One person's pile of dusty books is another person's gateway to higher education.
Lynn Gaubatz, an acclaimed bassoonist and avid reader, knew from personal experience that it's easy to end up with boxes of books that will never be read again.
In 2002, Lynn started researching libraries around the country that could use people's unwanted books. The result was Adopt A Library, an Internet middleman for donors to find libraries most in need.
"People don't want to be inundated with a lot of stuff they can't use," Lynn said. "I realized not only are there a lot of needs at libraries but people who really want to do good, and to know where their help is going."
Some people, she said, donate books in lieu of giving money because they like to know exactly what it is they're doing to help out. Though Lynn maintains the website, she says many of the donations that occur happen without her interference at all.
But sometimes Lynn does step in to help, setting up potential donors with best-match libraries so that both sides win out. She even expanded the program to Adopt A School and Prose For Cons, so that depleted school and prison libraries could benefit from her program.
Though it might seem unusual to send books to prisons, Lynn is passionate about her cause. "If a prisoner hasn't signed up for anything at all there's a certain percentage of recidivism," she said. "I got a whole bunch of books for the juvenile detention center and they were beside themselves. There's no way they have money for entertainment reading."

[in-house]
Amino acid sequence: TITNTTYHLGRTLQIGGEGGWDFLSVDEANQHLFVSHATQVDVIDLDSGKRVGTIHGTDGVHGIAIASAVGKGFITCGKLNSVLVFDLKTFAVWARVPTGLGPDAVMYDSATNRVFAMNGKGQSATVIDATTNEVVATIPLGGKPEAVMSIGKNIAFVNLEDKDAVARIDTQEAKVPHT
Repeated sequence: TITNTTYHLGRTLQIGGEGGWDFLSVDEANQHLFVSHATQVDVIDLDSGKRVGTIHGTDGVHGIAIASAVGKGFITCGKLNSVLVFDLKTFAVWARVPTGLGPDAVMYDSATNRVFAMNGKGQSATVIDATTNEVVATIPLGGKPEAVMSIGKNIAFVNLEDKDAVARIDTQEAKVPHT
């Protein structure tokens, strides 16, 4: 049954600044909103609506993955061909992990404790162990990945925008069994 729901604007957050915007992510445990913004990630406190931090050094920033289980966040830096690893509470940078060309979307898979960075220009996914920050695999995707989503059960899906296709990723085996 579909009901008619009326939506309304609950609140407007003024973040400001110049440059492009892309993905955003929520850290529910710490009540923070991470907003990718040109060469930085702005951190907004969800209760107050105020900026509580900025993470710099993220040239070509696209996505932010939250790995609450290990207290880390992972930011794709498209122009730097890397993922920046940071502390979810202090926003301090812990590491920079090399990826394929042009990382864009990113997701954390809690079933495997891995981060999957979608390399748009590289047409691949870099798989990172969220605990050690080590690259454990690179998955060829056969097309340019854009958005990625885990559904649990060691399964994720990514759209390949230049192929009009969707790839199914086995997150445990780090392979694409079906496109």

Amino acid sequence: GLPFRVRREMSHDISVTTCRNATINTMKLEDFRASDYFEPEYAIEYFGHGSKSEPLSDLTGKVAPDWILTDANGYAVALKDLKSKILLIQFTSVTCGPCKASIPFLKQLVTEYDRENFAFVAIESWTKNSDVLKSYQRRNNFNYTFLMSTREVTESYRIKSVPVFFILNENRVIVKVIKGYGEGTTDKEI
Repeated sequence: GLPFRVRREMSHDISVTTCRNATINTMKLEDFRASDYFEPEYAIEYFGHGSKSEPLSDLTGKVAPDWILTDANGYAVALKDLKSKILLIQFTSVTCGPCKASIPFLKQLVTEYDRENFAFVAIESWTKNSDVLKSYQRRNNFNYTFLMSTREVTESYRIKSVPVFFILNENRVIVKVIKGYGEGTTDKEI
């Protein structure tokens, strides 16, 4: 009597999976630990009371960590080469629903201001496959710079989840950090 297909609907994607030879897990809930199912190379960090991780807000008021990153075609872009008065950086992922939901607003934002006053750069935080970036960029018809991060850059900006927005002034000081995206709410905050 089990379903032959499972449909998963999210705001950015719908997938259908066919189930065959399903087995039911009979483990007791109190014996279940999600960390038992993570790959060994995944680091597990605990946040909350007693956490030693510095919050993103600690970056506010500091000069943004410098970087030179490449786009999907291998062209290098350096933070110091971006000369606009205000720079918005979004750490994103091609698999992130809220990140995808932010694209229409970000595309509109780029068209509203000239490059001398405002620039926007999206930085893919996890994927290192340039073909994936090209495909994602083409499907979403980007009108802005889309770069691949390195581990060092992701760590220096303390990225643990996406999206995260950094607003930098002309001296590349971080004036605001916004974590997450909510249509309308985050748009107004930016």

Lynn makes no profit off the site, and does not accept donations. She runs the site in her spare time out of her dedication to helping both sides of the equation fulfill their goals. And Lynn has tried her best to bring attention to the issue, working with Virginia Democratic Sen. Jim Webb's office to get the day after Earth Day declared "Adopt a Library" Day.
"I chose the day after Earth Day because it saves so many books from landfills," she said. "I wanted it to get some reflected glory."
Lynn, who frequently performs benefit concerts, remembered one particular book-sharing endeavor that stuck out for her.
"I got this email from a guy who was in his upper 80s who didn't feel like he had that much more time on the planet. He'd been a pilot in World War II and had been collecting books on air craft, air forces, air defense," she said. "He was afraid that when he died they'd be donated for a quarter, or given to the Salvation Army."
"It's scary how many usable books go into landfills," she said. So she worked with the man to ensure that his books would find the right home. "The air force academy had the first cut at it and they took all but one, but one was so rare that the Air and Space Museum at the Smithsonian wanted it."
The man was ecstatic. "He was so glad it went to people who had the same love for it," she said. "This was a legacy he wanted to leave."
For her efforts, Lynn was recently recognized as a L'Oreal Woman of Worth. But for Lynn, any recognition she gets is mainly exciting because of the attention it brings her project.
"Every time it's further out in the American consciousness the amount of good it does goes up exponentially," she said. "The more I talk to both ends of the spectrum the more I get excited about all this."
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